Sunday, September 23

Review: Light Fingers [Nintendo Switch eShop]


The funny thing about Directs is that they can very quickly bring attention to games nobody may have heard of with even a quick glimpse. One of the games that made such a splash was the visually-unique Light Fingers, which features an art style that blends elements of steampunk and maybe papercraft, resulting in what looks almost like a mechanical pop-up book. The only issue was at the time nobody quite knew what sort of game it was. Now that it has been released it turns out that its style of play is almost as distinctive as its appearance, though in execution it may not be quite as polished.


There are two modes available to you in the game, what is essentially an action-oriented board game that acts as the game’s primary focus and then a Dungeon Rush mode that can be played with 1 - 4 players and is really just a subset of the main game. Starting with the title’s strong suit the board game isn’t quite like anything I’ve ever played, calling on you and your friends to try to steal your way to glory, while trying to evade capture and screw up your friends however you can. Your goal, depending on how the rules are configured, will focus on who can grab and keep the most bags of loot. This can be tricky business.


Depending on your strategy, skill, and how daring you are you can gain loot a few different ways. You can explore the countryside looking for shops of various kinds that you can choose to buy a variety of cards or gear from, but that you can also rob. Once you do that guards will be dispatched to capture you. If you’re far enough away you may simply be able to keep away from them, assuming you get some decent rolls and they don’t, but if you have stealth points you can also hide from them in the woods. Optimally you’ll be able to get back to your camp and deposit the loot, locking it in as safe. A variety of dungeons, including the supremely-tough royal variety are a quicker way to fortune, but also more risky. In the dungeons you’ll need to move through a pretty challenging gauntlet of traps that can be tough enough on their own but, for extra flavor, your friends can choose to control in order to make your life even tougher. Additional ways to screw up your friends include being able to steal their loot bags from them if you land on the same space or using a variety of cards to slow them down or screw them over in a variety of ways.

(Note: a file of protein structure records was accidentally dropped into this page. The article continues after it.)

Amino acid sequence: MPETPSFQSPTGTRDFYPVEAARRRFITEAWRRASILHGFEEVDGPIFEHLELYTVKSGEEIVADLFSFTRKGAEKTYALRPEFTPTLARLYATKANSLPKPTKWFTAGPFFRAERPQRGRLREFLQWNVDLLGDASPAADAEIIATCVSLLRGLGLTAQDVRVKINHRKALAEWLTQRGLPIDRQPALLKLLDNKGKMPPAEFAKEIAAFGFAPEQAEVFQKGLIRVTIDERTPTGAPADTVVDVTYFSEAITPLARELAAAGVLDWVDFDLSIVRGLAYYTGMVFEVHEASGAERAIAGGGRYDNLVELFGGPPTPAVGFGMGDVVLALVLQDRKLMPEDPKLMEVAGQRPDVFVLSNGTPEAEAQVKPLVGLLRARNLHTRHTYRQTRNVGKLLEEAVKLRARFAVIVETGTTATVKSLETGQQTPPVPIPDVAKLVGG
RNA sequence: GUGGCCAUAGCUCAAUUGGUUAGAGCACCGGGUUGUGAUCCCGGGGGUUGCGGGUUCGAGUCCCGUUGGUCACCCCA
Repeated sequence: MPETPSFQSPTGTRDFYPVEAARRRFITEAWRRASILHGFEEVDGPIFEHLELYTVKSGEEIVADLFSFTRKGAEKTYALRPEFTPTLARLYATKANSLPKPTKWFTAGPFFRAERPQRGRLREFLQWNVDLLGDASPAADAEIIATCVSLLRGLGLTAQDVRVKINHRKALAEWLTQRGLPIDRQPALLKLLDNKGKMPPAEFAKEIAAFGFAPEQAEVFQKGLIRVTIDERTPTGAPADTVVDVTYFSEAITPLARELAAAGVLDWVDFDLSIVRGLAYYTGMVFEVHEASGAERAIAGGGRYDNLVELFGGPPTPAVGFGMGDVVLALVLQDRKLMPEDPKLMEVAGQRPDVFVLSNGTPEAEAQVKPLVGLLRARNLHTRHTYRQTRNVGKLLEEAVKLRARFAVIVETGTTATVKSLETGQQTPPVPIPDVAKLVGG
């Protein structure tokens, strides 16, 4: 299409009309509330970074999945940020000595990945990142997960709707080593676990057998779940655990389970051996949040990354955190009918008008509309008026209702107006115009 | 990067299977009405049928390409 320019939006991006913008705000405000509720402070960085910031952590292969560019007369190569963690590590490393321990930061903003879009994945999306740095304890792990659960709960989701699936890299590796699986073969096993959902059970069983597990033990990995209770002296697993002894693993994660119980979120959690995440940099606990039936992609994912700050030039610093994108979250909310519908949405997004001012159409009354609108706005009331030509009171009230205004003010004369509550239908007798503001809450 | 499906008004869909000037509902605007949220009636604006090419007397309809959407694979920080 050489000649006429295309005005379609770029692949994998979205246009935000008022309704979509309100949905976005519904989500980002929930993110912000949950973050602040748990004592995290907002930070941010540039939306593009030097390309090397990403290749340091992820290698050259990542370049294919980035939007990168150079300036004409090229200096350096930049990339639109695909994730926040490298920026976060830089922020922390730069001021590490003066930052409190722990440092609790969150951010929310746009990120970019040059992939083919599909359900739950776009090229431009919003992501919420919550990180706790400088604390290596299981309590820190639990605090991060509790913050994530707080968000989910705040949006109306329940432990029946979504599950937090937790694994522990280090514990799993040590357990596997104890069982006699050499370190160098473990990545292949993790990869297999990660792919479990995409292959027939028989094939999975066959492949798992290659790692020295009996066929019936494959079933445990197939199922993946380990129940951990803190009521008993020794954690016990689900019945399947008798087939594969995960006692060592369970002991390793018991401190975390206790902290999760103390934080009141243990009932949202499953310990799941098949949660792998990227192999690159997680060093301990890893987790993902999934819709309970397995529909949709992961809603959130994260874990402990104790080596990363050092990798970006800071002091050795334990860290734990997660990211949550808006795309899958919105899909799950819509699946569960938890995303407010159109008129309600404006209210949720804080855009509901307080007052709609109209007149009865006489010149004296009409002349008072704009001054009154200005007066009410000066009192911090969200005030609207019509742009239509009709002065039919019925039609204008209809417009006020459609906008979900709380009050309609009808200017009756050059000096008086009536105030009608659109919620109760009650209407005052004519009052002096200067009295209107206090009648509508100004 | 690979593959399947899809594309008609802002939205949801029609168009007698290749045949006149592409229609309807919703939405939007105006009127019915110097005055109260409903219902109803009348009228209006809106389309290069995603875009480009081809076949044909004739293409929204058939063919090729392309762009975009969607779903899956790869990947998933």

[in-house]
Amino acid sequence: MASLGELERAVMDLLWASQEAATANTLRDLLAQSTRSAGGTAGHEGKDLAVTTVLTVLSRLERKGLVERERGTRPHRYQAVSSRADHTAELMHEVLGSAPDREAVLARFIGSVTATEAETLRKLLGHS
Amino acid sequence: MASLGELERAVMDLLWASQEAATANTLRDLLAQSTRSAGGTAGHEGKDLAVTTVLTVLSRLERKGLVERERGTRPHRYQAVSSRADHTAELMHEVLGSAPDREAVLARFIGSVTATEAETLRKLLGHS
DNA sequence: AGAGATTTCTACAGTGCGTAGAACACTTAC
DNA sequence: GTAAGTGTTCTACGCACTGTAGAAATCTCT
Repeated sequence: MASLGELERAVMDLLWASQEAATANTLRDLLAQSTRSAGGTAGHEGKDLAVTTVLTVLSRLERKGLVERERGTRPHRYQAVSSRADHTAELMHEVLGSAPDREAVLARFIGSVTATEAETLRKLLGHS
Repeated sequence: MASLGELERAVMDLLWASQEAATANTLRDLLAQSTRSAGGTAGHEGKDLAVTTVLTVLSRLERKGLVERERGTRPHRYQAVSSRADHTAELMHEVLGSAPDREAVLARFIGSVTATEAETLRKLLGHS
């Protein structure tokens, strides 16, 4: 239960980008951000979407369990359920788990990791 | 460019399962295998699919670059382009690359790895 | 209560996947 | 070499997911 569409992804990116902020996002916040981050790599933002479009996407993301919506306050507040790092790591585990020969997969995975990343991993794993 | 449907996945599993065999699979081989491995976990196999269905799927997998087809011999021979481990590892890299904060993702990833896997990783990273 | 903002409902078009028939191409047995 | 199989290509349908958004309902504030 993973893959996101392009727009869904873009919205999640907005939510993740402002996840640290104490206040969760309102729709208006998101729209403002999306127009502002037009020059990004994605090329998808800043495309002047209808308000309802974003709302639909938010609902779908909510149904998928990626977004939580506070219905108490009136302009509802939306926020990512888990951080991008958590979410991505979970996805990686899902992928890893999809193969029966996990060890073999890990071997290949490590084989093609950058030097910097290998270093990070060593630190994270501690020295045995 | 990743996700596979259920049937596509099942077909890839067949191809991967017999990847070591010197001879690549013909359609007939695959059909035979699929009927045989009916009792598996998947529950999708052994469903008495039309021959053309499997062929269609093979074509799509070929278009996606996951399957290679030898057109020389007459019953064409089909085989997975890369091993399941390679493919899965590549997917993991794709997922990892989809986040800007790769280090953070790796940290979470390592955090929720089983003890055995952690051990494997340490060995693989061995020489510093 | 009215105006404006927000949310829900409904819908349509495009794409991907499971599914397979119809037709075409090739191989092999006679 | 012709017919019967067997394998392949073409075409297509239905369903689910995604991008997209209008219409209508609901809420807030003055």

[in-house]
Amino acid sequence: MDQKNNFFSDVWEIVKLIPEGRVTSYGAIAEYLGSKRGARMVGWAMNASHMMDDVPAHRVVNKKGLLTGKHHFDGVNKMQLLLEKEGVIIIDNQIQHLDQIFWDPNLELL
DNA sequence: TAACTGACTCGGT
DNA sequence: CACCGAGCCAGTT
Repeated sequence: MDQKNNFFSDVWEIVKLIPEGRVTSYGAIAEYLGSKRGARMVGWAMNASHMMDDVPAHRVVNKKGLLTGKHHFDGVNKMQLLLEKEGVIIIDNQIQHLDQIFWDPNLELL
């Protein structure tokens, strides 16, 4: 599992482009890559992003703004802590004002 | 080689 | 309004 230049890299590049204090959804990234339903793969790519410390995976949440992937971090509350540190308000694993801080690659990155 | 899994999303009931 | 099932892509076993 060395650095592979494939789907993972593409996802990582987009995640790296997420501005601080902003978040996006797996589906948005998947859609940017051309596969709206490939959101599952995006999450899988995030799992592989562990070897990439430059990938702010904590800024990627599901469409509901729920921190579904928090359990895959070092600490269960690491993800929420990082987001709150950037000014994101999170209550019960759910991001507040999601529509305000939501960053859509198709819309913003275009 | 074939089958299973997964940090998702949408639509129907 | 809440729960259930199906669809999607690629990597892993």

Where the game struggles most is unfortunately in those dungeon action sequences, which are nice in concept but a bit wonky in execution. Your character, though somewhat nimble, never feels very precise or quick in reacting to your commands to jump or dive. The fixed isometric camera angle also generally does you no favors in being able to determine your depth on the screen in certain critical situations where you’re trying to jump between platforms or avoid being hit. This is the major shame of the Dungeon Rush mode if you’re looking for something to occupy yourself with single-player content. There’s some minor incentive to do it since success in this mode will unlock some new elements of content in the main game but extended periods of time just running through the dungeons also tends to get aggravating after a while when you your sloppy control too often impedes your ability to deal with the traps that require a degree of precision or even something as simple as crossing a chasm on a narrow board. Aside from the controls about the only issue I had was that early on the nuances of the rules and how the game works aren’t made as clear as they could be, so your first few games may have a bit of a learning curve as everyone stumbles through understanding how everything works.


In the end if you’re looking for a unique experience to share with some family or friends the primary board game mode in Light Fingers is refreshingly different and looks incredible as a whole. The control shortcomings are a frustration, especially if you can only play by yourself, but as long as everyone is roughly on the same page at least it’s generally fair. While it may not have nailed down everything perfectly there’s enough to discover and enjoy that it’s worth checking out to enjoy with some friends.

Score: 7.5

Pros:
  • Looks absolutely fantastic
  • An interesting mix of board game and action elements
  • There’s simply nothing else remotely like it on the Switch

Cons:
  • As a single-player experience the Dungeon Rush mode is simply not good enough to warrant your attention
  • The control mechanics and camera angles in the dungeon sequences aren’t as polished as they could be
  • Your initial playthrough or two of the main game will include some confusion as not all game rules and systems are explained well